Astonishingly, her husband Brad (pictured), 30, remains negative. And their baby boy is also negative, thanks to antiretroviral drugs Victoria took during her pregnancy
Signs of a busy family life — the odd Waitrose bag or child's bottle — can be seen in the background. Sometimes, she is putting on her mascara as she talks. Rather than a monologue, she also uses the videos to give candid answers to the many questions she receives online.
Is the baby definitely her husband's? Yes.
Is there a risk of passing the virus to her husband or others? No, thanks to the three antiretroviral tablets she takes each morning.
But there is one question which has attracted more than a million views on Victoria's TikTok: how did a middle-class, university-educated woman (including a masters degree in English literature from Newcastle University), contract HIV in the first place?
She said: 'This is the question that has attracted the most views. And the answer is that when I was diagnosed, they said it looked like I contracted HIV within the past few years, based on the viral load [the amount of virus in the blood], which was fortunately so low a doctor memorably said it was 'peanuts'. It meant I contracted it in a relationship before I met my husband, because he was fortunately negative. It's harder for men to contract it from women than the other way round.
'They asked me if I had had any weird viral symptoms in that time. I said, actually, yes, I was very ill with a mysterious pneumonia or mumps-like illness and I had these really strange rashes over my arms and my torso. I did go to the GP who said it seemed like mumps, the flu and an allergic reaction at the same time. They didn't really join the dots.'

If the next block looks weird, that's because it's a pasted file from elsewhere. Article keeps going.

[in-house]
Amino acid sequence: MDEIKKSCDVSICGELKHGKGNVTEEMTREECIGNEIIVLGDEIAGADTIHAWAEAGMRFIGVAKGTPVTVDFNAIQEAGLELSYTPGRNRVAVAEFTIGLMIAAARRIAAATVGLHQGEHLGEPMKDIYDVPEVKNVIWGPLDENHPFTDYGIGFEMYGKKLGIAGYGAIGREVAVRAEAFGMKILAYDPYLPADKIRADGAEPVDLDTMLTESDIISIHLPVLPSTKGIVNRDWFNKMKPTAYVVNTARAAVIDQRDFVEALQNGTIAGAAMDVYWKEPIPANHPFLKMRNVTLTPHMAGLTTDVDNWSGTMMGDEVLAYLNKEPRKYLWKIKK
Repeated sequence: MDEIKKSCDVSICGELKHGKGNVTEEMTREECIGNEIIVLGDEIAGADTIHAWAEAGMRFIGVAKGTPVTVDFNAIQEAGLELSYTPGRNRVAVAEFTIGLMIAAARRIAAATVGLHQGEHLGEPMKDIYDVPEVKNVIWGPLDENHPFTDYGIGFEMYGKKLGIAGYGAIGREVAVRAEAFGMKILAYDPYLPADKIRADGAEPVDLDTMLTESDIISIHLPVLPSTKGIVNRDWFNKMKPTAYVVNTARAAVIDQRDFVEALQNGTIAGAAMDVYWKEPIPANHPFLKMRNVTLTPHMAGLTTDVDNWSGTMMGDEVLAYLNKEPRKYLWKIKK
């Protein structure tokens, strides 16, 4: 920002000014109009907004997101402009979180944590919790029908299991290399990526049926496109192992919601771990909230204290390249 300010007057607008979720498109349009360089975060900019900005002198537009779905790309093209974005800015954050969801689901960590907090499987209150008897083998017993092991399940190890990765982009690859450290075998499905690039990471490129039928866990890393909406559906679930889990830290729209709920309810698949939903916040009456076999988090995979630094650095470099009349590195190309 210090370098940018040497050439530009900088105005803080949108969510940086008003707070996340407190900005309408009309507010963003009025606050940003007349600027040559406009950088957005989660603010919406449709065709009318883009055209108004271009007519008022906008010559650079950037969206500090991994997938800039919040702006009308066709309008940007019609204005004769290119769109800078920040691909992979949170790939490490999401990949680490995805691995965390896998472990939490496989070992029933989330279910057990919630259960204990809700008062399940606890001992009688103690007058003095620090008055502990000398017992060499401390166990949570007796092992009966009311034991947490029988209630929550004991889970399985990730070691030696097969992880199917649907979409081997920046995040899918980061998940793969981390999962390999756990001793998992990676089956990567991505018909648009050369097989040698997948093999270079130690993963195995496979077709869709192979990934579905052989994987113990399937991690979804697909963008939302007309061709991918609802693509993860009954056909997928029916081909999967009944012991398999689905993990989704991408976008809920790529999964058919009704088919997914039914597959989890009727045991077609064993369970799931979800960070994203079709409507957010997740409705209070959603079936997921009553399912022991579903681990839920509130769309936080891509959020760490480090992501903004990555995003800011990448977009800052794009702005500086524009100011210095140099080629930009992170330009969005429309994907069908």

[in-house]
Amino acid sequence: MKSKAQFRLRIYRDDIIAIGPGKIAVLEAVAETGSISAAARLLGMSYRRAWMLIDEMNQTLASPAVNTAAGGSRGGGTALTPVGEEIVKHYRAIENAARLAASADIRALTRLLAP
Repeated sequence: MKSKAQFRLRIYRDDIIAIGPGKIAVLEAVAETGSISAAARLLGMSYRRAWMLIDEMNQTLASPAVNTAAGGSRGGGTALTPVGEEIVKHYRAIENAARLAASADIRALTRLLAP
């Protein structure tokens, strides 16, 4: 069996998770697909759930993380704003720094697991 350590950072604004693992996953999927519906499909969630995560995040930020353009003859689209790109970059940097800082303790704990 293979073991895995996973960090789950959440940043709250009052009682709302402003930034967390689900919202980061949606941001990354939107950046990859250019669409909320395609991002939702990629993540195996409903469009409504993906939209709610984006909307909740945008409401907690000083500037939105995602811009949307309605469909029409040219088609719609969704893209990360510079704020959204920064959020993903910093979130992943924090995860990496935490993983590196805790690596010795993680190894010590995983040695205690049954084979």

The precision of her diagnosis and the very specific time-frame meant she knew who had infected her. 'I knew who it was,' she said. 'I had one partner in the specified time period.
'It was a person I was dating. A regular relationship and I had unprotected sex at some point during that time. Nothing out of the ordinary and I have no clue how he got it.
'People think that you must have done something weird or dirty or seedy or sordid to get it. But that's not it.'
Far from it. Victoria had no cause to suspect that there was a particular risk and is confident that her ex had no idea that he had HIV and was therefore putting her in danger.
In fact, knowingly infecting someone through 'reckless transmission' is illegal.
It is clearly a painful part of her story but hard for her to feel anger towards her ex for passing on a virus that he didn't know he had.
Nor is her behaviour any different from any number of women in fledgling relationships who rely solely on the Pill without taking further precautions against sexually transmitted diseases.
In 2021, the last year for which we have figures, 87,000 people were 'accessing care' for HIV in the UK, with almost exactly equal numbers of those who had acquired it via sex between men and heterosexual sex. Almost a third of those infected, however, are women.
Like any young couple, they took pride in building a life together, buying a house in a picturesque market town near Bolton and spending weekends scouring antique markets to furnish their home. Then, a planned pregnancy only seemed to add to their joy